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How many types of passes are there in basketball and a brief description about them

Passing a basketball is a fundamental skill players should practice regularly because it's the foundation upon which every good offense is built. Check out how many types of passes are there in basketball and a brief description about them.

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Last updated: 11.09.2022
How many types of passes are there in basketball and a brief description about them

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Passing a basketball is a fundamental skill players should practice regularly because it's the foundation upon which every good offense is built. Teams that rely solely on individual players dribbling around the court will find it difficult to score many points against a good defensive team. 

 

Types of passes

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Chest Pass:  


This is the most common, and probably the most efficient pass used in basketball.  It can be used in most situations and from anywhere on the court.  Place each hand on either side of the ball and spread the fingers evenly. Fully extend your passing arm as you push the ball out from your chest (or slightly to either side depending on which hand you are passing with).   As your passing arm reaches extension make sure your wrist snaps (similar to how it snaps on a jump shot).  This will give the ball rotation, making it easier to handle for the receiver.  If the situations allow, try to step towards your target when you make this pass.  Be sure the pass is thrown crisply so the ball travels straight and hard.  Ideally, you would want the pass to arrive to its recipient at chest height, being a little off is ok, as long as the pass is catchable.


 

Bounce Pass: 


Often used for post entry, back-door cuts, and fast breaks, the bounce pass is a situational pass.  The bounce pass is slower than a chest pass, which gives defenders more time to make a play on it, so be sure to keep this in mind when making passes within your offense, on out-of-bounds plays, or in other situations requiring a crisp pass.  Use the same grip and passing motion with this pass as you did with the chest pass. The ball should hit the floor about two-thirds of the way to the receiver.   If the situation allows, you should step toward your teammate as you throw the pass.  Ideally, you want to hit your teammate between the knees and waist.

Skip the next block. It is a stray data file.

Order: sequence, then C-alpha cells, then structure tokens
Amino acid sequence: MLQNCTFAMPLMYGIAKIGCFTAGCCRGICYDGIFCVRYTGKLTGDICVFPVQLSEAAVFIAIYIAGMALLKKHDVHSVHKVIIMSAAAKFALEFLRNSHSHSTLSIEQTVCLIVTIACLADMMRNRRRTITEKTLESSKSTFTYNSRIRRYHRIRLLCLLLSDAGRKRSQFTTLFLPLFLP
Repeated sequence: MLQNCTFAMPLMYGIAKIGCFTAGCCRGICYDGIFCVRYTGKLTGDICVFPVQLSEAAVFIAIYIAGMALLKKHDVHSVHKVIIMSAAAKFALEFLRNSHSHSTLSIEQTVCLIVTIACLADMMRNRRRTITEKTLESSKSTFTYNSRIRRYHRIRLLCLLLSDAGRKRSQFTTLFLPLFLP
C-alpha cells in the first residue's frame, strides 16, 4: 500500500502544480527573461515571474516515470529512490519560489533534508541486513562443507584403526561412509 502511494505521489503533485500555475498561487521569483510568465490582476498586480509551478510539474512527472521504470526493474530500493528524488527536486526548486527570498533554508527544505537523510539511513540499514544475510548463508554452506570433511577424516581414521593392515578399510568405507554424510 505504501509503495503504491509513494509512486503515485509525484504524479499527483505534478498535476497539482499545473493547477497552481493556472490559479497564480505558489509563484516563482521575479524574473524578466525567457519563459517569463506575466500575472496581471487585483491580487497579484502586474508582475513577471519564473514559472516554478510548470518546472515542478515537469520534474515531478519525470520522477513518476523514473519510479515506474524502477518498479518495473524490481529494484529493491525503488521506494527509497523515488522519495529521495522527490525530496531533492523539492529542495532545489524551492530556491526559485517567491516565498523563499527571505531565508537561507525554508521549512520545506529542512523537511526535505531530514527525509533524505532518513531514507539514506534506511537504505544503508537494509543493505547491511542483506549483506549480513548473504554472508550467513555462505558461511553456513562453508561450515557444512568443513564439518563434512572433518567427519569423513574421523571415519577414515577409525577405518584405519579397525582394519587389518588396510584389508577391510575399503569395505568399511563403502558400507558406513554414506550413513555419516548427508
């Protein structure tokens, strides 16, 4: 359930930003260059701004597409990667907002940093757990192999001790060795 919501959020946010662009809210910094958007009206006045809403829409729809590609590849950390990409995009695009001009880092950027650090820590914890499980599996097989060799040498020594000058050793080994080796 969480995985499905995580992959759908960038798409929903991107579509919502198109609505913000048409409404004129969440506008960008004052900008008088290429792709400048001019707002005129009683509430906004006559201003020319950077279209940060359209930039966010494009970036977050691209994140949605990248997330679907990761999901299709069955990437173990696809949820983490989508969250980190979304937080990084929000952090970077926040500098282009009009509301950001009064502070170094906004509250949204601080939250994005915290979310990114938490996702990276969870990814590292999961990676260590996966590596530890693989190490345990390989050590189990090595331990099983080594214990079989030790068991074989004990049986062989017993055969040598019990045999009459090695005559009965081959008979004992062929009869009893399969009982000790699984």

Two-handed Overhead Pass:  


The use of this pass should be limited to out-of-bounds plays, and passes to the point guard to start fast breaks.  The reason for this is, that it puts the player in a weak position where they are not a threat to do anything but pass.  Position your hands on the sides of the ball with your fingers spread, and your thumbs on the back of the ball.  Bring the ball up above your head.  When passing, step toward your intended target, and release the ball with a quick snap of your wrists.

 

Behind the Back Pass: 

Despite what some people say, the behind-the-back pass is a fundamental pass that should definitely be used in some situations.  Throwing a behind-the-back pass is similar to throwing an underhand pass.  Players put the ball behind the back just like they were doing around the waist ball-handling drills, except once they get to the other side; they flick the wrist in the direction the ball should travel. This pass is deceptive and is a great way to build your passing skills. It is however important to learn when it is a good time to throw it, and when it is unnecessary. 


Baseball pass: 

This should be used only in very rare situations such as a length of the court pass in an attempt at a buzzer-beating shot.  The ball is held with both hands on the ball and moved up near the ear of your throwing shoulder.  At this point, throwing this pass is just like throwing a screwball in baseball.  The hand must be BEHIND the ball so the pass doesn’t have too much sidespin, and your wrist should follow through and should be straight or even slightly counter-clockwise to avoid excessive spin.

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